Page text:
I never forgot that promise to my sister.  I can point back to that moment as the moment we became friends.   In fact, she helped Mom plan my wedding and in May 2010 she was my matron of honor. Few were as supportive and happy as Jaime to see me marry the love of my life. Because she made me promise to trust my parents, Eric was the first serious relationship I had….and Mom and Dad were the first to hear that I had my eye on him.

The other memory finds me at my grandmother’s gravesite.  Nanny’s funeral had been both somber and joyous as we celebrated the fact that she was now in heaven with her Savior, her husband and her son — free from the cancer that had been diagnosed only weeks before. The previous months had been draining on our whole family.  Just two weeks earlier, and within days of Nanny’s diagnosis, we had moved to Orlando from the only home we had known; a home we shared with Nanny. Now one of my favorite people in the world was suddenly gone. After watching her coffin laid to rest, I wanted to escape all of it.  I couldn’t stand it anymore.  I moved away from everyone and broke down crying.  I had been crying all day but these were different tears; tears of despair and anger.  I didn’t notice him walking up but then felt Joey’s arm go around me.  He wasn’t one to show affection easily, especially to me, but he saw me crying and wanted to comfort me.  He didn’t say a word.

Sweet brother Joey. (With Jaime looking on.) I’ll remain forever grateful for his hugs.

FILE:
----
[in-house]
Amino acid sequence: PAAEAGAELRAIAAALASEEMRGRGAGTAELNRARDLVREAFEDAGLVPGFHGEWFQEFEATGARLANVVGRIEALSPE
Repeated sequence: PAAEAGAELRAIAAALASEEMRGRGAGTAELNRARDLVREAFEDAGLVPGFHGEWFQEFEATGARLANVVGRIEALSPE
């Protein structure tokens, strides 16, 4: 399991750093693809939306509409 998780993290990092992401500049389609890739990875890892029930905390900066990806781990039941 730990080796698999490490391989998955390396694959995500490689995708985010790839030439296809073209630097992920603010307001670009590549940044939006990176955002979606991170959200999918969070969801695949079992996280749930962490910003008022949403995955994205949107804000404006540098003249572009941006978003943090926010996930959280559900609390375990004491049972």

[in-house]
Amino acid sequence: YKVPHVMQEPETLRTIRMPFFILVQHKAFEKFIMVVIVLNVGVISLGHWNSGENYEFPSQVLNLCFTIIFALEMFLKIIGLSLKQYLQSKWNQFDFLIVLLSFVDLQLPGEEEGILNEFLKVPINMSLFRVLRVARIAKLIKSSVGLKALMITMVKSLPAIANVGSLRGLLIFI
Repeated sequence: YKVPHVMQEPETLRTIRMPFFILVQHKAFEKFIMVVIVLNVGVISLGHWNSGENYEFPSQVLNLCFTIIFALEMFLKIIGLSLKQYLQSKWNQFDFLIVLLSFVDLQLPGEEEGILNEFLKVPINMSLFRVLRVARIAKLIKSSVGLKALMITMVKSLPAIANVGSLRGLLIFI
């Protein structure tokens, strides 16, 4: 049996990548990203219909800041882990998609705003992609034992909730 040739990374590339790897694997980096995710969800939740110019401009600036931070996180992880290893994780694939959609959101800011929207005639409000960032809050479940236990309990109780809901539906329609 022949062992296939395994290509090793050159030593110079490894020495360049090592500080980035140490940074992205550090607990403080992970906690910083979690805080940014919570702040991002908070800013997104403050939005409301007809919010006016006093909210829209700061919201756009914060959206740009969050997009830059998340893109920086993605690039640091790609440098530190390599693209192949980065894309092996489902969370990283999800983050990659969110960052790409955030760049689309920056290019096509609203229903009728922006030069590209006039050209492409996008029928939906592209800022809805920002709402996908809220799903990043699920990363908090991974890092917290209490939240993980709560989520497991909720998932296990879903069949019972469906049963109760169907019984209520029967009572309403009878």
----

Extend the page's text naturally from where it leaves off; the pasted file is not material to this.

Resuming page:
What Joey didn’t know was that memory would stick with me through the extremely difficult time of going back to Orlando to no friends and the grief of losing Nanny. Mom and Dad were still trying to process and deal with her death, as well as the circumstances that led to our move in the first place. God used my providential loneliness to force me to the Scriptures for solace and comfort.  I don’t know what would have happened if Joey hadn’t silently comforted me.  Maybe I would have trusted God with my grief, but perhaps I would have turned into a bitter teenager who thought that God was cruel and unloving.  What I do know, however, is that moment brought me closer to a brother who put aside his personality to comfort his little sister.

These memories are only two out of probably hundreds.  Now that we’re all adults, my siblings and I continue to walk through trials and hardships.  I know without a doubt that we all have each other’s backs.  I know they sincerely want what is best for me.  And I know that the prayers of my parents are being answered through the good times, but mostly through trials.

My nearest brother Jake. We fought. We bickered. We became friends. And here we cried.

So please take heart.  God can forge a bond between your own children. He will use your prayers that will tested and tried through the flames of hardship, loss and grief. One my wedding day I experienced the love of my siblings in a profound way. My sisters were my attendants and my brothers surprised me with a reception dance where they each cut in to dance with me one by one. I will never forget their expression of love for me that day.